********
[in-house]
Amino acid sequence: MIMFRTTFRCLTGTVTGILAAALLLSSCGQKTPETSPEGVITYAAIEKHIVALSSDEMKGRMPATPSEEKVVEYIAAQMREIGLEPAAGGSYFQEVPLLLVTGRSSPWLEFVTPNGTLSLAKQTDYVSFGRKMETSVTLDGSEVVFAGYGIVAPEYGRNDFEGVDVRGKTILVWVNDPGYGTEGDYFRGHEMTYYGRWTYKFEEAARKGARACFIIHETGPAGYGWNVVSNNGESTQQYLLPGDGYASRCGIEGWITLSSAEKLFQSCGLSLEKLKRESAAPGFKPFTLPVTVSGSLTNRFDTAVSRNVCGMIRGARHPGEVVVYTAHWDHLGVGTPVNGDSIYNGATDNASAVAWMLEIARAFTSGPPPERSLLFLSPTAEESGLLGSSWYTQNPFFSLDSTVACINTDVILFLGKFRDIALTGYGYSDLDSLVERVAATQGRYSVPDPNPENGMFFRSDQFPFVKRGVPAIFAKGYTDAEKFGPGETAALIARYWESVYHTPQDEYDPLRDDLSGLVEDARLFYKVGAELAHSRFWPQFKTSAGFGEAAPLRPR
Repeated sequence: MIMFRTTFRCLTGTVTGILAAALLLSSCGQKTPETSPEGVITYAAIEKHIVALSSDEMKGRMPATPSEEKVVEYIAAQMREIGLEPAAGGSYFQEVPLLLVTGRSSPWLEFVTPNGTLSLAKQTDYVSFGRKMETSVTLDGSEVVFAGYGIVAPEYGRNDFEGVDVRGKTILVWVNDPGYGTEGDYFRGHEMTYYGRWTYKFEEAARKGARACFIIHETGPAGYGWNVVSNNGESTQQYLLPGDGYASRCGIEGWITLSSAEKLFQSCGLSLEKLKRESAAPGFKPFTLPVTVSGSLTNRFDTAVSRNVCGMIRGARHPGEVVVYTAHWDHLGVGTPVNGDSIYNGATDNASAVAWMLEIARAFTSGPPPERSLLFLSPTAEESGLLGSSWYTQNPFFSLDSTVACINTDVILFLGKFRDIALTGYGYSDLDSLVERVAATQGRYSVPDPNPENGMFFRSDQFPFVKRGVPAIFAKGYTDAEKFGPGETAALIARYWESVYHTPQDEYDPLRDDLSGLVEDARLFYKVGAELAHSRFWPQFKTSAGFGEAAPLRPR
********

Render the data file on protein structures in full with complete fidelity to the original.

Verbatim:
[in-house]
Amino acid sequence: MIMFRTTFRCLTGTVTGILAAALLLSSCGQKTPETSPEGVITYAAIEKHIVALSSDEMKGRMPATPSEEKVVEYIAAQMREIGLEPAAGGSYFQEVPLLLVTGRSSPWLEFVTPNGTLSLAKQTDYVSFGRKMETSVTLDGSEVVFAGYGIVAPEYGRNDFEGVDVRGKTILVWVNDPGYGTEGDYFRGHEMTYYGRWTYKFEEAARKGARACFIIHETGPAGYGWNVVSNNGESTQQYLLPGDGYASRCGIEGWITLSSAEKLFQSCGLSLEKLKRESAAPGFKPFTLPVTVSGSLTNRFDTAVSRNVCGMIRGARHPGEVVVYTAHWDHLGVGTPVNGDSIYNGATDNASAVAWMLEIARAFTSGPPPERSLLFLSPTAEESGLLGSSWYTQNPFFSLDSTVACINTDVILFLGKFRDIALTGYGYSDLDSLVERVAATQGRYSVPDPNPENGMFFRSDQFPFVKRGVPAIFAKGYTDAEKFGPGETAALIARYWESVYHTPQDEYDPLRDDLSGLVEDARLFYKVGAELAHSRFWPQFKTSAGFGEAAPLRPR
Repeated sequence: MIMFRTTFRCLTGTVTGILAAALLLSSCGQKTPETSPEGVITYAAIEKHIVALSSDEMKGRMPATPSEEKVVEYIAAQMREIGLEPAAGGSYFQEVPLLLVTGRSSPWLEFVTPNGTLSLAKQTDYVSFGRKMETSVTLDGSEVVFAGYGIVAPEYGRNDFEGVDVRGKTILVWVNDPGYGTEGDYFRGHEMTYYGRWTYKFEEAARKGARACFIIHETGPAGYGWNVVSNNGESTQQYLLPGDGYASRCGIEGWITLSSAEKLFQSCGLSLEKLKRESAAPGFKPFTLPVTVSGSLTNRFDTAVSRNVCGMIRGARHPGEVVVYTAHWDHLGVGTPVNGDSIYNGATDNASAVAWMLEIARAFTSGPPPERSLLFLSPTAEESGLLGSSWYTQNPFFSLDSTVACINTDVILFLGKFRDIALTGYGYSDLDSLVERVAATQGRYSVPDPNPENGMFFRSDQFPFVKRGVPAIFAKGYTDAEKFGPGETAALIARYWESVYHTPQDEYDPLRDDLSGLVEDARLFYKVGAELAHSRFWPQFKTSAGFGEAAPLRPR